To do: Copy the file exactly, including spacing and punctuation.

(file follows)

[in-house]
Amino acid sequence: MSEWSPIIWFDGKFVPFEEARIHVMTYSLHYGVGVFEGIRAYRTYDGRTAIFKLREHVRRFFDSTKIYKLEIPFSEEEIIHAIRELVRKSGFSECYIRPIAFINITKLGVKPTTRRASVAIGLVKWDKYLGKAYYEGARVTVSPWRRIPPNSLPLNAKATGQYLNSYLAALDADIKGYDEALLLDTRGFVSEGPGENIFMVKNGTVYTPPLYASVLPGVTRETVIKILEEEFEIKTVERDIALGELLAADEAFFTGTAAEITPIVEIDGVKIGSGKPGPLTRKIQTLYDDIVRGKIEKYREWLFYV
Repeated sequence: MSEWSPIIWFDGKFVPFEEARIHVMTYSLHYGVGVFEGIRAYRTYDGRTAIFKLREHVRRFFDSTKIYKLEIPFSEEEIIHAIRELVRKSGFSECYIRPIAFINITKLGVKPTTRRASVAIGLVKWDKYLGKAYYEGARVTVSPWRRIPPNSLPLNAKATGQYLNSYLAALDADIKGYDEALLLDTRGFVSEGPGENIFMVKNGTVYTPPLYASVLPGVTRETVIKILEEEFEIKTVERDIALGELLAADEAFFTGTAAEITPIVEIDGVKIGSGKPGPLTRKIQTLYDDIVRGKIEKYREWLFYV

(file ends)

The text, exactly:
[in-house]
Amino acid sequence: MSEWSPIIWFDGKFVPFEEARIHVMTYSLHYGVGVFEGIRAYRTYDGRTAIFKLREHVRRFFDSTKIYKLEIPFSEEEIIHAIRELVRKSGFSECYIRPIAFINITKLGVKPTTRRASVAIGLVKWDKYLGKAYYEGARVTVSPWRRIPPNSLPLNAKATGQYLNSYLAALDADIKGYDEALLLDTRGFVSEGPGENIFMVKNGTVYTPPLYASVLPGVTRETVIKILEEEFEIKTVERDIALGELLAADEAFFTGTAAEITPIVEIDGVKIGSGKPGPLTRKIQTLYDDIVRGKIEKYREWLFYV
Repeated sequence: MSEWSPIIWFDGKFVPFEEARIHVMTYSLHYGVGVFEGIRAYRTYDGRTAIFKLREHVRRFFDSTKIYKLEIPFSEEEIIHAIRELVRKSGFSECYIRPIAFINITKLGVKPTTRRASVAIGLVKWDKYLGKAYYEGARVTVSPWRRIPPNSLPLNAKATGQYLNSYLAALDADIKGYDEALLLDTRGFVSEGPGENIFMVKNGTVYTPPLYASVLPGVTRETVIKILEEEFEIKTVERDIALGELLAADEAFFTGTAAEITPIVEIDGVKIGSGKPGPLTRKIQTLYDDIVRGKIEKYREWLFYV